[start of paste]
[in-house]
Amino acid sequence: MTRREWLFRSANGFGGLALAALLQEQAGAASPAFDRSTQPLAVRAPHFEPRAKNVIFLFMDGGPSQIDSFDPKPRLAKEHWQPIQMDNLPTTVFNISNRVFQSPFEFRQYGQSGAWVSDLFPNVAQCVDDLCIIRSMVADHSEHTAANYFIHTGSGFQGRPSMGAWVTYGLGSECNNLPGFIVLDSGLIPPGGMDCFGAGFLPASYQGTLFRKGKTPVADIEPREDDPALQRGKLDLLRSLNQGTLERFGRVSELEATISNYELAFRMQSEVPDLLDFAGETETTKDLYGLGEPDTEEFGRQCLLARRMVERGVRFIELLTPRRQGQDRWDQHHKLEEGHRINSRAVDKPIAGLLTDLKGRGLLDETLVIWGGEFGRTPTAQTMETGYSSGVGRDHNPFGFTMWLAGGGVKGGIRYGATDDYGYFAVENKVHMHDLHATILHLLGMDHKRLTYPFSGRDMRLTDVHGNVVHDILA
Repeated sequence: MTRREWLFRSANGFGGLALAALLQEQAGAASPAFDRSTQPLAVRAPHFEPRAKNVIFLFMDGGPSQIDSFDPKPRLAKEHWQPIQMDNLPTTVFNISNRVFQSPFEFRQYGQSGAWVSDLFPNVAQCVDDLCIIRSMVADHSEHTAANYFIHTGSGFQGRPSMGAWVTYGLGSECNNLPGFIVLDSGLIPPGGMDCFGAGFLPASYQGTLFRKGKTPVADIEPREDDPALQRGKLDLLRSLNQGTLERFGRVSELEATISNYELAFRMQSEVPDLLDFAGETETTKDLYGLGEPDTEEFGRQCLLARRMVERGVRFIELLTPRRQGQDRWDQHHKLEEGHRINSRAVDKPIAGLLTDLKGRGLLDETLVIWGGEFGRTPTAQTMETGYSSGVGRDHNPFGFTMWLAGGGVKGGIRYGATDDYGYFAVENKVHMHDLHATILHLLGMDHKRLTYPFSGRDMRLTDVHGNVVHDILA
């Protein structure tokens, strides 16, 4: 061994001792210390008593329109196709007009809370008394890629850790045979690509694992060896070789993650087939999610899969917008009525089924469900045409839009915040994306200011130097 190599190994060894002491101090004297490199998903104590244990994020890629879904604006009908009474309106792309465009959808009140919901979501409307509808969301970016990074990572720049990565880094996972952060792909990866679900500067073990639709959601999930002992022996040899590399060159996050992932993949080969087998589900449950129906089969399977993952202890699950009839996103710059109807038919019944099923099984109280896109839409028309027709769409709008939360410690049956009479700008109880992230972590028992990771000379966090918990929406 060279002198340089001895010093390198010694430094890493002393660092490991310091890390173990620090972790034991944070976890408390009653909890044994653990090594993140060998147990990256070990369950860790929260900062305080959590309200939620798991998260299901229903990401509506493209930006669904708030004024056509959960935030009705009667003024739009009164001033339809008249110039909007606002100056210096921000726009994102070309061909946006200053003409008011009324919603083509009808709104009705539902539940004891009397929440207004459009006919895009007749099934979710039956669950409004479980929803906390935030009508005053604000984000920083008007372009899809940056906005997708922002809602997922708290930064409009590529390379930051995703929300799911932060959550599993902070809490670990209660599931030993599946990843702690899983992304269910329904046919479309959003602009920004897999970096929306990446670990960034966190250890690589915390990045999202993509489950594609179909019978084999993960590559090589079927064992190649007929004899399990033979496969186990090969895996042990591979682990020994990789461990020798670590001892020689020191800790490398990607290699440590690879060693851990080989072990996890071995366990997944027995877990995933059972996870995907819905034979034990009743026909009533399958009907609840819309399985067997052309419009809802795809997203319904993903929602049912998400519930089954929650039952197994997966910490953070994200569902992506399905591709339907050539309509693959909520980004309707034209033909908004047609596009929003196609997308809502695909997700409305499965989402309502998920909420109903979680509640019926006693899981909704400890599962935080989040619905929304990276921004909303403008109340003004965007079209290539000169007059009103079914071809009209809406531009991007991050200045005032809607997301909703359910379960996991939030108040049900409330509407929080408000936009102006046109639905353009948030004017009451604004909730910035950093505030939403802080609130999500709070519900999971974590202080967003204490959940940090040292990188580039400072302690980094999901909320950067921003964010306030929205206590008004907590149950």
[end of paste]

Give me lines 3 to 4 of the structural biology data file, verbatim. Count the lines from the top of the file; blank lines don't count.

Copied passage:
Repeated sequence: MTRREWLFRSANGFGGLALAALLQEQAGAASPAFDRSTQPLAVRAPHFEPRAKNVIFLFMDGGPSQIDSFDPKPRLAKEHWQPIQMDNLPTTVFNISNRVFQSPFEFRQYGQSGAWVSDLFPNVAQCVDDLCIIRSMVADHSEHTAANYFIHTGSGFQGRPSMGAWVTYGLGSECNNLPGFIVLDSGLIPPGGMDCFGAGFLPASYQGTLFRKGKTPVADIEPREDDPALQRGKLDLLRSLNQGTLERFGRVSELEATISNYELAFRMQSEVPDLLDFAGETETTKDLYGLGEPDTEEFGRQCLLARRMVERGVRFIELLTPRRQGQDRWDQHHKLEEGHRINSRAVDKPIAGLLTDLKGRGLLDETLVIWGGEFGRTPTAQTMETGYSSGVGRDHNPFGFTMWLAGGGVKGGIRYGATDDYGYFAVENKVHMHDLHATILHLLGMDHKRLTYPFSGRDMRLTDVHGNVVHDILA
């Protein structure tokens, strides 16, 4: 061994001792210390008593329109196709007009809370008394890629850790045979690509694992060896070789993650087939999610899969917008009525089924469900045409839009915040994306200011130097 190599190994060894002491101090004297490199998903104590244990994020890629879904604006009908009474309106792309465009959808009140919901979501409307509808969301970016990074990572720049990565880094996972952060792909990866679900500067073990639709959601999930002992022996040899590399060159996050992932993949080969087998589900449950129906089969399977993952202890699950009839996103710059109807038919019944099923099984109280896109839409028309027709769409709008939360410690049956009479700008109880992230972590028992990771000379966090918990929406 060279002198340089001895010093390198010694430094890493002393660092490991310091890390173990620090972790034991944070976890408390009653909890044994653990090594993140060998147990990256070990369950860790929260900062305080959590309200939620798991998260299901229903990401509506493209930006669904708030004024056509959960935030009705009667003024739009009164001033339809008249110039909007606002100056210096921000726009994102070309061909946006200053003409008011009324919603083509009808709104009705539902539940004891009397929440207004459009006919895009007749099934979710039956669950409004479980929803906390935030009508005053604000984000920083008007372009899809940056906005997708922002809602997922708290930064409009590529390379930051995703929300799911932060959550599993902070809490670990209660599931030993599946990843702690899983992304269910329904046919479309959003602009920004897999970096929306990446670990960034966190250890690589915390990045999202993509489950594609179909019978084999993960590559090589079927064992190649007929004899399990033979496969186990090969895996042990591979682990020994990789461990020798670590001892020689020191800790490398990607290699440590690879060693851990080989072990996890071995366990997944027995877990995933059972996870995907819905034979034990009743026909009533399958009907609840819309399985067997052309419009809802795809997203319904993903929602049912998400519930089954929650039952197994997966910490953070994200569902992506399905591709339907050539309509693959909520980004309707034209033909908004047609596009929003196609997308809502695909997700409305499965989402309502998920909420109903979680509640019926006693899981909704400890599962935080989040619905929304990276921004909303403008109340003004965007079209290539000169007059009103079914071809009209809406531009991007991050200045005032809607997301909703359910379960996991939030108040049900409330509407929080408000936009102006046109639905353009948030004017009451604004909730910035950093505030939403802080609130999500709070519900999971974590202080967003204490959940940090040292990188580039400072302690980094999901909320950067921003964010306030929205206590008004907590149950």